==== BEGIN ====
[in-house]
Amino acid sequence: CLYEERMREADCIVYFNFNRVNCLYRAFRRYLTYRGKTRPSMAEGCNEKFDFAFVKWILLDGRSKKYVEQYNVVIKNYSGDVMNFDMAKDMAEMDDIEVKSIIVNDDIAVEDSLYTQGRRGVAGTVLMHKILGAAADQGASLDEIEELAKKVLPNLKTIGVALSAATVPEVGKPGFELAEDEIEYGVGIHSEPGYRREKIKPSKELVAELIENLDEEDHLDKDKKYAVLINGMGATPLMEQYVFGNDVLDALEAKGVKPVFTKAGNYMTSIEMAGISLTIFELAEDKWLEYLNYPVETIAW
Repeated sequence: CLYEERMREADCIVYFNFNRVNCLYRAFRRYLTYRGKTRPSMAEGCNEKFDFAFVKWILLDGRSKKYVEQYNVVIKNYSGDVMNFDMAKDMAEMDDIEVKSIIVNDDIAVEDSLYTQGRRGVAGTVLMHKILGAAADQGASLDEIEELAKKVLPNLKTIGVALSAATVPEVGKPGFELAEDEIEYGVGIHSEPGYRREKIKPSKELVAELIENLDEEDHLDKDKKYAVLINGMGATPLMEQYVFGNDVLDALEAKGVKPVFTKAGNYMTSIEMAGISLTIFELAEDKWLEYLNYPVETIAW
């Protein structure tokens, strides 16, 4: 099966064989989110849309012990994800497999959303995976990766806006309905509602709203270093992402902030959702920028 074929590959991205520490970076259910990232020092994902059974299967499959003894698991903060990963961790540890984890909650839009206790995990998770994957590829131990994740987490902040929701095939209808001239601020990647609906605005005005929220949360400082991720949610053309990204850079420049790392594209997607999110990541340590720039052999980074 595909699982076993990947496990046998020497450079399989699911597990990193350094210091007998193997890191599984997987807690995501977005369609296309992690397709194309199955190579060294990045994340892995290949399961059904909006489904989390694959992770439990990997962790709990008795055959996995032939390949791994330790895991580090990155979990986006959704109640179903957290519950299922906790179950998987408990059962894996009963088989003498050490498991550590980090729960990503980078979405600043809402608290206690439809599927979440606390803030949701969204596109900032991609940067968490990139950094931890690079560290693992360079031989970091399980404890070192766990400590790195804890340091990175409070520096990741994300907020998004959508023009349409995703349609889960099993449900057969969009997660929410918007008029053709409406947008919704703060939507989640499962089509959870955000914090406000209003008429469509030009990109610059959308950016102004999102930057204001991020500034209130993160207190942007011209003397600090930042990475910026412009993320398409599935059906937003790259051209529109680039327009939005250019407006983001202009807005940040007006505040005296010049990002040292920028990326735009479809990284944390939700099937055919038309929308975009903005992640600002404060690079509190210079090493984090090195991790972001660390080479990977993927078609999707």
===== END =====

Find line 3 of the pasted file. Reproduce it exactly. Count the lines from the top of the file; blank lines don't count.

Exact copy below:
Repeated sequence: CLYEERMREADCIVYFNFNRVNCLYRAFRRYLTYRGKTRPSMAEGCNEKFDFAFVKWILLDGRSKKYVEQYNVVIKNYSGDVMNFDMAKDMAEMDDIEVKSIIVNDDIAVEDSLYTQGRRGVAGTVLMHKILGAAADQGASLDEIEELAKKVLPNLKTIGVALSAATVPEVGKPGFELAEDEIEYGVGIHSEPGYRREKIKPSKELVAELIENLDEEDHLDKDKKYAVLINGMGATPLMEQYVFGNDVLDALEAKGVKPVFTKAGNYMTSIEMAGISLTIFELAEDKWLEYLNYPVETIAW